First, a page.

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Cryptologic Pioneers: The African American Experience

African Americans in Cryptologic History

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The experience of African Americans at NSA and its predecessor organization mirrors the African American experience in the United States and the Federal Government in the latter half of the twentieth century.

The first African American hired by the Army Security Agency, and who later made the transition to the Armed Forces Security Agency, worked first in a segregated office. Senior supervisors were white and many of the duties were menial ones not wanted by whites.

In the 1950s, African Americans began to move into the mainstream workforce. The segregated office was abolished and more African Americans received supervisory positions.

Many African Americans advanced to NSA's senior ranks. Many of those who began their careers in the segregated work environment finished at the top of their profession.

For many years, it was believed that African Americans had first been hired to work in cryptology only after World War II. Recent research has revealed, however, that the first large-scale hiring program for African Americans began in 1944. By the end of the war, a segregated office of 30 African Americans was engaged in researching messages encrypted in unknown systems, analyzing them, and producing translations.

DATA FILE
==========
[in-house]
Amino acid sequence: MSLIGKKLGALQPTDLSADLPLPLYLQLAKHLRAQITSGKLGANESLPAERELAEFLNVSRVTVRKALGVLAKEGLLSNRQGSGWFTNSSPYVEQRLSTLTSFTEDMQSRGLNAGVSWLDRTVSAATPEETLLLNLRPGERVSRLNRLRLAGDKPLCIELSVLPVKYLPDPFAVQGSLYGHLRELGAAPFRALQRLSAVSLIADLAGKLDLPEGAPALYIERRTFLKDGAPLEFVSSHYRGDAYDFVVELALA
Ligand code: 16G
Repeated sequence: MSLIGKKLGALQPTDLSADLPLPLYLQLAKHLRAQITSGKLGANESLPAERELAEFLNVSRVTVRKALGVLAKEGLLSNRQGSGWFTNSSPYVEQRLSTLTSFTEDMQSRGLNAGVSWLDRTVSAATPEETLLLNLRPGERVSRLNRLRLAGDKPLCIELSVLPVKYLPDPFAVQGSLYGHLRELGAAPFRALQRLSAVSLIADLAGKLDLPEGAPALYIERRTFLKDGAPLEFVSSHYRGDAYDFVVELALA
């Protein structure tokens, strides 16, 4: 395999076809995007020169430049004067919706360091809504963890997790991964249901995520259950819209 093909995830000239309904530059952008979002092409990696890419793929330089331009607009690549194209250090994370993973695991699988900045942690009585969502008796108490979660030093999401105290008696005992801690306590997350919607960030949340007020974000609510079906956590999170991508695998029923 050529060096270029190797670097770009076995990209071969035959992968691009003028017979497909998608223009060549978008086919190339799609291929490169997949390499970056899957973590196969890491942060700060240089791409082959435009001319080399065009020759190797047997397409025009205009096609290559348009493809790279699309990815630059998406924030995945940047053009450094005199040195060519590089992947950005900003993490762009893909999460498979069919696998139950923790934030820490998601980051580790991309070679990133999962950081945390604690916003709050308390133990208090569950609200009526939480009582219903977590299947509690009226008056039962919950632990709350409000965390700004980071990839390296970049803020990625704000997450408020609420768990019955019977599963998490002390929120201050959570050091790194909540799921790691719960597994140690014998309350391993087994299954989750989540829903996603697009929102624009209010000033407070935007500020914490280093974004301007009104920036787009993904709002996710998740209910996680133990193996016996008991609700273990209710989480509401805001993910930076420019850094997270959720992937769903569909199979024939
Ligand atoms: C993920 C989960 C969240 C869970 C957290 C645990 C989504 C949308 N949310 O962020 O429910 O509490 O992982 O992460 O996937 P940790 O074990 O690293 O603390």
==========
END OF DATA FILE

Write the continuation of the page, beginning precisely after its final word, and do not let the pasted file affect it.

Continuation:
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Mitchell Brown

Mitchell Brown served as a radioman in the Signal Corps during WWII. After the war he attended Hilltop Radio-Electronics Institute, a black-owned electronics school in Washington, D. C. open to African-Americans. In 1948 he was hired by the Army to work at Arlington Hall with the title of engineering technician. He worked side by side with his white counterparts. Although, by all accounts, the environment for African-Americans in the Research and Development organization was generally positive and conducive to professional growth, the white engineering technicians with less or comparable qualifications were hired at higher grades than the blacks. Nonetheless, Mitchell Brown spent his entire 30-year career involved with the development of secure voice communications capabilities. He became an expert on technical devices and ended his career as test director of the Digital Voice Processor Consortium Test Program, which led to the selection of equipment for the Secure Telephone Unit (STU) II. He was commended by Lt. Gen. Allen for his efforts in the development of a narrowband digital voice processor. Mr. Brown retired in 1976.